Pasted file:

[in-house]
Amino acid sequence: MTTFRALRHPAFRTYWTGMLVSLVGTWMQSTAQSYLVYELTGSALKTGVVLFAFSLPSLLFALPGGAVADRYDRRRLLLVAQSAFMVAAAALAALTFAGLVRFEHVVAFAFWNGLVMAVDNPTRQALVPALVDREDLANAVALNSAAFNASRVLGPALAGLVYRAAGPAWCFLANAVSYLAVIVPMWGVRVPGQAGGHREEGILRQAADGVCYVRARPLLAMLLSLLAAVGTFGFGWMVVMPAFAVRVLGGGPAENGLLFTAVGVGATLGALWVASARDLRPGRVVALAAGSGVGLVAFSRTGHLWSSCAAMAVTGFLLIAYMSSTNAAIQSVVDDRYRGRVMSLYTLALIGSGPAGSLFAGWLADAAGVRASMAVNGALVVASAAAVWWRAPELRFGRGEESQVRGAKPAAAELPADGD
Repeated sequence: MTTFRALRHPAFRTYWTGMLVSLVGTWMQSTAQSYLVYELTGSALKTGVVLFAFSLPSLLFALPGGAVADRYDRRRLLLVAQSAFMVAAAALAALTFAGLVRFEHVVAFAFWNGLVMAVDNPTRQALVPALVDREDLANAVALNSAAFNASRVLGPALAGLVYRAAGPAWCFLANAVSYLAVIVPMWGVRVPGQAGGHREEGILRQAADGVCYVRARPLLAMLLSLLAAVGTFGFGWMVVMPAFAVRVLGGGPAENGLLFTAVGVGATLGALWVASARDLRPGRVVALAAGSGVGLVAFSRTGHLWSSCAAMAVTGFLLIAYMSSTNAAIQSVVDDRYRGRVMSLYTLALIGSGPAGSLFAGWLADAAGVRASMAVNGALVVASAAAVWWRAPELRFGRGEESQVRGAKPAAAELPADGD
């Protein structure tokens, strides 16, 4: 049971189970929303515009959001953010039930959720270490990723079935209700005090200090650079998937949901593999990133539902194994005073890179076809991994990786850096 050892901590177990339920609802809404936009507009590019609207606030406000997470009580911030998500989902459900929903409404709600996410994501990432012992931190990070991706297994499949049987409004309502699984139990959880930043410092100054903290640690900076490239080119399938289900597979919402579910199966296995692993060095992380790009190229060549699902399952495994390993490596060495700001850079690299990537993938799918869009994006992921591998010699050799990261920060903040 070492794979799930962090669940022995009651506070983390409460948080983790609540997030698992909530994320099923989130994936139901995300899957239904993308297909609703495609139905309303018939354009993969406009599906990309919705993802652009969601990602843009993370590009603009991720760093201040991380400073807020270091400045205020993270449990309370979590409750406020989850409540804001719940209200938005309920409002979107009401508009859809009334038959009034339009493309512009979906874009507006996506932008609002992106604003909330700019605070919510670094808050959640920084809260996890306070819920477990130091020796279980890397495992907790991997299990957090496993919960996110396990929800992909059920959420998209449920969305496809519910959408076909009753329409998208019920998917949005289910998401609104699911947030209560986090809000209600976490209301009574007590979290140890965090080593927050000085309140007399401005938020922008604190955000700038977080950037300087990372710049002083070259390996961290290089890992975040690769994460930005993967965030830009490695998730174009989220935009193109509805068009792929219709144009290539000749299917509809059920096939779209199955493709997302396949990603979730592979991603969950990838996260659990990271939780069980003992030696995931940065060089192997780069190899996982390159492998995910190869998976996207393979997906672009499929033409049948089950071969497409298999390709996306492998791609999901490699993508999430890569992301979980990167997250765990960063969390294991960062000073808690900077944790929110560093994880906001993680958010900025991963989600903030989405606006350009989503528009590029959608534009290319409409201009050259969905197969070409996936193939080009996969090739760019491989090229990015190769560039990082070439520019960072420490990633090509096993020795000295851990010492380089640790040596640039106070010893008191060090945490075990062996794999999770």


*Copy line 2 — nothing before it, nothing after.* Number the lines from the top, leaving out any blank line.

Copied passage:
Amino acid sequence: MTTFRALRHPAFRTYWTGMLVSLVGTWMQSTAQSYLVYELTGSALKTGVVLFAFSLPSLLFALPGGAVADRYDRRRLLLVAQSAFMVAAAALAALTFAGLVRFEHVVAFAFWNGLVMAVDNPTRQALVPALVDREDLANAVALNSAAFNASRVLGPALAGLVYRAAGPAWCFLANAVSYLAVIVPMWGVRVPGQAGGHREEGILRQAADGVCYVRARPLLAMLLSLLAAVGTFGFGWMVVMPAFAVRVLGGGPAENGLLFTAVGVGATLGALWVASARDLRPGRVVALAAGSGVGLVAFSRTGHLWSSCAAMAVTGFLLIAYMSSTNAAIQSVVDDRYRGRVMSLYTLALIGSGPAGSLFAGWLADAAGVRASMAVNGALVVASAAAVWWRAPELRFGRGEESQVRGAKPAAAELPADGD